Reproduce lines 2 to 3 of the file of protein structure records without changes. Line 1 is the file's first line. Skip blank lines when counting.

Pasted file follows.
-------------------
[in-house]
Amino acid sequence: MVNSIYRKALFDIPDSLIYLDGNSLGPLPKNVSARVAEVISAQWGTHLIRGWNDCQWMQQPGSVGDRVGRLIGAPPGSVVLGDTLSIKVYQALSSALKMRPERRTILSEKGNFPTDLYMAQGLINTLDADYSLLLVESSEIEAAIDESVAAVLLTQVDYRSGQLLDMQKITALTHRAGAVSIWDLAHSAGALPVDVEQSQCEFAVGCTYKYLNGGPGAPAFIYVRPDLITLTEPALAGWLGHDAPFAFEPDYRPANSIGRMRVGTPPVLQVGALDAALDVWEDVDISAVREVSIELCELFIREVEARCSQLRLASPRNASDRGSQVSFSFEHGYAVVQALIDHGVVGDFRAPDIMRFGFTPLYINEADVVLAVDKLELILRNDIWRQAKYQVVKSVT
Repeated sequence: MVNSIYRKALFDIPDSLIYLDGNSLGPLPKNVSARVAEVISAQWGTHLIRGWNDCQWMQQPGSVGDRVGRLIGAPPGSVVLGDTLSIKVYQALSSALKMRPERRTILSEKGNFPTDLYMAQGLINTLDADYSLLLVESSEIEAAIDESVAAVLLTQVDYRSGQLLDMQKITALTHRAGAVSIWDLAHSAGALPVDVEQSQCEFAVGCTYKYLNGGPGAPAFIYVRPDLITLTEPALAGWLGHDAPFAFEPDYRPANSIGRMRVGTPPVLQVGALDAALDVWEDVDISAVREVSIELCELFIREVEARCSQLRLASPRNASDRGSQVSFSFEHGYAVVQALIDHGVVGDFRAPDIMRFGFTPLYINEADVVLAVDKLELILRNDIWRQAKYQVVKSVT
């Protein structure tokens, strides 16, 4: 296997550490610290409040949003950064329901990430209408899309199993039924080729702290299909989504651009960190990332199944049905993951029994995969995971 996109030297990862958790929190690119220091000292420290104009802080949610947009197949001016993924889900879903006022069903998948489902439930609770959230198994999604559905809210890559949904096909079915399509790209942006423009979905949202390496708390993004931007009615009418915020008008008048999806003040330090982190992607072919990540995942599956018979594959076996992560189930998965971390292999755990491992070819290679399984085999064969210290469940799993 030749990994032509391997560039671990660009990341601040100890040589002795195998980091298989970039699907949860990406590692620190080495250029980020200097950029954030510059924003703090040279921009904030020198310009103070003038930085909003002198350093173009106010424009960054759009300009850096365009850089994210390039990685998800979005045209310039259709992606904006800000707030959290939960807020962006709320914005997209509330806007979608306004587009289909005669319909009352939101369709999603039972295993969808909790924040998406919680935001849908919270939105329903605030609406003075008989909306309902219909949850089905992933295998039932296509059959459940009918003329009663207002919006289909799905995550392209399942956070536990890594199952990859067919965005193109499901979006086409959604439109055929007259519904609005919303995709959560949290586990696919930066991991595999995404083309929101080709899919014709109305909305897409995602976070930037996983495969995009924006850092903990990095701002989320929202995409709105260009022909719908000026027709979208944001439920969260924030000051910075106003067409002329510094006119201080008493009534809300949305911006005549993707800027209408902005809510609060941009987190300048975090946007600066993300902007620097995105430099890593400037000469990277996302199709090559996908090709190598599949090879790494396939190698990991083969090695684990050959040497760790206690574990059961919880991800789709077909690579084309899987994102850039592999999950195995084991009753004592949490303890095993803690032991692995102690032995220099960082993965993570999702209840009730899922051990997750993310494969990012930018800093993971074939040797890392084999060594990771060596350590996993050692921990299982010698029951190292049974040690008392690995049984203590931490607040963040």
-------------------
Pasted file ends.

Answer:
Amino acid sequence: MVNSIYRKALFDIPDSLIYLDGNSLGPLPKNVSARVAEVISAQWGTHLIRGWNDCQWMQQPGSVGDRVGRLIGAPPGSVVLGDTLSIKVYQALSSALKMRPERRTILSEKGNFPTDLYMAQGLINTLDADYSLLLVESSEIEAAIDESVAAVLLTQVDYRSGQLLDMQKITALTHRAGAVSIWDLAHSAGALPVDVEQSQCEFAVGCTYKYLNGGPGAPAFIYVRPDLITLTEPALAGWLGHDAPFAFEPDYRPANSIGRMRVGTPPVLQVGALDAALDVWEDVDISAVREVSIELCELFIREVEARCSQLRLASPRNASDRGSQVSFSFEHGYAVVQALIDHGVVGDFRAPDIMRFGFTPLYINEADVVLAVDKLELILRNDIWRQAKYQVVKSVT
Repeated sequence: MVNSIYRKALFDIPDSLIYLDGNSLGPLPKNVSARVAEVISAQWGTHLIRGWNDCQWMQQPGSVGDRVGRLIGAPPGSVVLGDTLSIKVYQALSSALKMRPERRTILSEKGNFPTDLYMAQGLINTLDADYSLLLVESSEIEAAIDESVAAVLLTQVDYRSGQLLDMQKITALTHRAGAVSIWDLAHSAGALPVDVEQSQCEFAVGCTYKYLNGGPGAPAFIYVRPDLITLTEPALAGWLGHDAPFAFEPDYRPANSIGRMRVGTPPVLQVGALDAALDVWEDVDISAVREVSIELCELFIREVEARCSQLRLASPRNASDRGSQVSFSFEHGYAVVQALIDHGVVGDFRAPDIMRFGFTPLYINEADVVLAVDKLELILRNDIWRQAKYQVVKSVT